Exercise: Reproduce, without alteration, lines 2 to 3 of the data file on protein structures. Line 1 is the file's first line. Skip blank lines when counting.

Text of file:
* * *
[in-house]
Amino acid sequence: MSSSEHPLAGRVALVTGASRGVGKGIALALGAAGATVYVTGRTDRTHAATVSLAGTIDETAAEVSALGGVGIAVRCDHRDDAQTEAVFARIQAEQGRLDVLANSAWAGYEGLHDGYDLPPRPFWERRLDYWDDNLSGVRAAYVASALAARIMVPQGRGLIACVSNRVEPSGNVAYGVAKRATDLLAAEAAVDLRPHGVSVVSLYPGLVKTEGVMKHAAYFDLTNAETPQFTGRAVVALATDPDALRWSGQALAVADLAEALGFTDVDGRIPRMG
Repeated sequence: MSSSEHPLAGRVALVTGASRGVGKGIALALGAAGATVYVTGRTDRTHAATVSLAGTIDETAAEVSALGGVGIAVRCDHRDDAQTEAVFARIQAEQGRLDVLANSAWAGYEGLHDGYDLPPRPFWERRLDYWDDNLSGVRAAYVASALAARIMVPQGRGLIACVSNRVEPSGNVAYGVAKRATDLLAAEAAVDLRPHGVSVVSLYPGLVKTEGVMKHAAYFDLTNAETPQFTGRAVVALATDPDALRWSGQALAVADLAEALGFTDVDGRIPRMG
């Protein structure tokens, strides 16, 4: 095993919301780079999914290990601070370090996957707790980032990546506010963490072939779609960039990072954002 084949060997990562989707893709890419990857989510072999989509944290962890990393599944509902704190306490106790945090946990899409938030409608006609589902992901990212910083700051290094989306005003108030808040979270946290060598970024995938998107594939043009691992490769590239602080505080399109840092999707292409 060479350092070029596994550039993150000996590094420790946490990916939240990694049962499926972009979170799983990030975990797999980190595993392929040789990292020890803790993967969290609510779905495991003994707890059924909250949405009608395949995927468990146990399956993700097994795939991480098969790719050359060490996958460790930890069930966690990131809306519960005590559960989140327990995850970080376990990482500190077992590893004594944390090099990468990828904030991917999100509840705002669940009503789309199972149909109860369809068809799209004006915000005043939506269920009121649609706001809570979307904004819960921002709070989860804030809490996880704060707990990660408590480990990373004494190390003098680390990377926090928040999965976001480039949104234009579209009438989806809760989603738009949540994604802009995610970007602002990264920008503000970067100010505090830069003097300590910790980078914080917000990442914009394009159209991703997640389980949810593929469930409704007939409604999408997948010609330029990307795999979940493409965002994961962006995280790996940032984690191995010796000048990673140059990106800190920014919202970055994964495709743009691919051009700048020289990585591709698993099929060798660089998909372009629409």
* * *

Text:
Amino acid sequence: MSSSEHPLAGRVALVTGASRGVGKGIALALGAAGATVYVTGRTDRTHAATVSLAGTIDETAAEVSALGGVGIAVRCDHRDDAQTEAVFARIQAEQGRLDVLANSAWAGYEGLHDGYDLPPRPFWERRLDYWDDNLSGVRAAYVASALAARIMVPQGRGLIACVSNRVEPSGNVAYGVAKRATDLLAAEAAVDLRPHGVSVVSLYPGLVKTEGVMKHAAYFDLTNAETPQFTGRAVVALATDPDALRWSGQALAVADLAEALGFTDVDGRIPRMG
Repeated sequence: MSSSEHPLAGRVALVTGASRGVGKGIALALGAAGATVYVTGRTDRTHAATVSLAGTIDETAAEVSALGGVGIAVRCDHRDDAQTEAVFARIQAEQGRLDVLANSAWAGYEGLHDGYDLPPRPFWERRLDYWDDNLSGVRAAYVASALAARIMVPQGRGLIACVSNRVEPSGNVAYGVAKRATDLLAAEAAVDLRPHGVSVVSLYPGLVKTEGVMKHAAYFDLTNAETPQFTGRAVVALATDPDALRWSGQALAVADLAEALGFTDVDGRIPRMG